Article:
(1) An Invisible Thread, The True Story of an 11-year-old Panhandler, a Busy Sales Executive, and an Unlikely Meeting With Destiny by Laura Schroff and Alex Tresniowski. This was an interesting book; I read it in one day. A kid who lives in poverty and is surrounded by violence becomes friends with a successful single woman from a very different world. Theirs is an unlikely friendship, but it is very beneficial to both of them. It's proof again how important it is for every child to have at least one adult who gets to know him/her, shows an interest, and is a positive point in their life; and how this also helps the adult. It's uplifting and hopeful and is a true story.
(2) The Silver Star by Jeannette Walls. Sisters, ages 12 and 15, are left on their own when their mother goes off to "find herself." They decide to go visit their uncle in Virginia. The adventures begin, and the story is quite captivating. Walls is very good at creating eccentric yet believable moms, families with an interesting mix of characters, and true-to-life incidents that mix up yet strengthen one's life.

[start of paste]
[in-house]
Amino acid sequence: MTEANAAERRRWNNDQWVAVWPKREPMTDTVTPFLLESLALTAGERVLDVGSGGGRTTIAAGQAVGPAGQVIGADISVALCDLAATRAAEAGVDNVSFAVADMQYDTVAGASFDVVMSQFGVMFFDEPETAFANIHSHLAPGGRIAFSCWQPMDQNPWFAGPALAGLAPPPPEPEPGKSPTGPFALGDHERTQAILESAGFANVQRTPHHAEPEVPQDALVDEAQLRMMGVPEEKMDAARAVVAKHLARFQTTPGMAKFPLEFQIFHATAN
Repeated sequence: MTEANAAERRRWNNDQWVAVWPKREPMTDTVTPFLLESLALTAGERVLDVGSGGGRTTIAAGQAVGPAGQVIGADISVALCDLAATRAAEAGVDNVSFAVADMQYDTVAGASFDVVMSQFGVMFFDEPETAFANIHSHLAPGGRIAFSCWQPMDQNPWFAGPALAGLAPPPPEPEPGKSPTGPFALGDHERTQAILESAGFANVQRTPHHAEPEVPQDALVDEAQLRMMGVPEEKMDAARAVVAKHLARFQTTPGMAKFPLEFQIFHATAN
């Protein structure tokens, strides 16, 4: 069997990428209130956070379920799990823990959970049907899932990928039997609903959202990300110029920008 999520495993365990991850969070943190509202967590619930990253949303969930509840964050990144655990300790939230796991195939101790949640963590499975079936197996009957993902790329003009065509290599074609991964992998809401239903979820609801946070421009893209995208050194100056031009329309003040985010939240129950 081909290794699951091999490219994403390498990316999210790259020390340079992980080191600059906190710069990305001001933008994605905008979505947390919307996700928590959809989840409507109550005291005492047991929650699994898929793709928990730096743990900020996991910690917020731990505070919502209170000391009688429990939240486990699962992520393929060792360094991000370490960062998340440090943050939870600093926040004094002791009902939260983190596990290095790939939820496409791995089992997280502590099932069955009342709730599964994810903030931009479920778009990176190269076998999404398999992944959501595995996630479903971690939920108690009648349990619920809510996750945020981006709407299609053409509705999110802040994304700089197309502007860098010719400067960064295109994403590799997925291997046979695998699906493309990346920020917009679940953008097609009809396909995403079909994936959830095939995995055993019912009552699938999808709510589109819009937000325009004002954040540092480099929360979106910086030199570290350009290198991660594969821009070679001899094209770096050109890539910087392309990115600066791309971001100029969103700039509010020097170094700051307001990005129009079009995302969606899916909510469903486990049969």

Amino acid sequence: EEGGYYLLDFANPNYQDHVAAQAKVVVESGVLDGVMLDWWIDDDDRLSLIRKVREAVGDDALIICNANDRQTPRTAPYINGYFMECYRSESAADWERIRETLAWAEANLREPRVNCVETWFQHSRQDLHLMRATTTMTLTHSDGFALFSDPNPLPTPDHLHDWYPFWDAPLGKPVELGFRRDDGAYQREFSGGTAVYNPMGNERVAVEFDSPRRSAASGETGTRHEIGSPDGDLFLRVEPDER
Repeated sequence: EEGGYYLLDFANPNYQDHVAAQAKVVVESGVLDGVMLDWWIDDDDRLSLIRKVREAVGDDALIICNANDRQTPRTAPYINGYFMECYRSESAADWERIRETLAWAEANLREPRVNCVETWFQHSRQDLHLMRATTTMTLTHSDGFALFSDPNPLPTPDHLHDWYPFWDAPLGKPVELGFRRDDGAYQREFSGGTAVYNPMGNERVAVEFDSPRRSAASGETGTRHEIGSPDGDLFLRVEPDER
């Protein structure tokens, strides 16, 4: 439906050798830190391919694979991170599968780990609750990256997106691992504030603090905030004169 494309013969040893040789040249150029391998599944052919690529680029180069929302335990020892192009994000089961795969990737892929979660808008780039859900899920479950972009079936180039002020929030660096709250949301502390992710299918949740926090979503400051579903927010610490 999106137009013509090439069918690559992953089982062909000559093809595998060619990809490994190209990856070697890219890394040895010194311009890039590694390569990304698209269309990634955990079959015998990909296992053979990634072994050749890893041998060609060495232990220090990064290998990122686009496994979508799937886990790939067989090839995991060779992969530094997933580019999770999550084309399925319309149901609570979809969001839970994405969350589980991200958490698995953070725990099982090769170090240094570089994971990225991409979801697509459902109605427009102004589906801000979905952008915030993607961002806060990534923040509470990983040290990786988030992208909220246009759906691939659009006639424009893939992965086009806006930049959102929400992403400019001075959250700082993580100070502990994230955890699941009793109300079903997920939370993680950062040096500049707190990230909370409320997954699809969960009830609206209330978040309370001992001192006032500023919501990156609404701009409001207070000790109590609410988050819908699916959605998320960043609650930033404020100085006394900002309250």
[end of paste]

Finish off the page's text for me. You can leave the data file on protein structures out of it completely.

(3) A Street Cat Named Bob by James Bowen. Not well-written, but some people find the story very heart-warming. I slogged through it for a book club discussion, but couldn't get past the poor writing. The heart-warming quality didn't save it, in my opinion.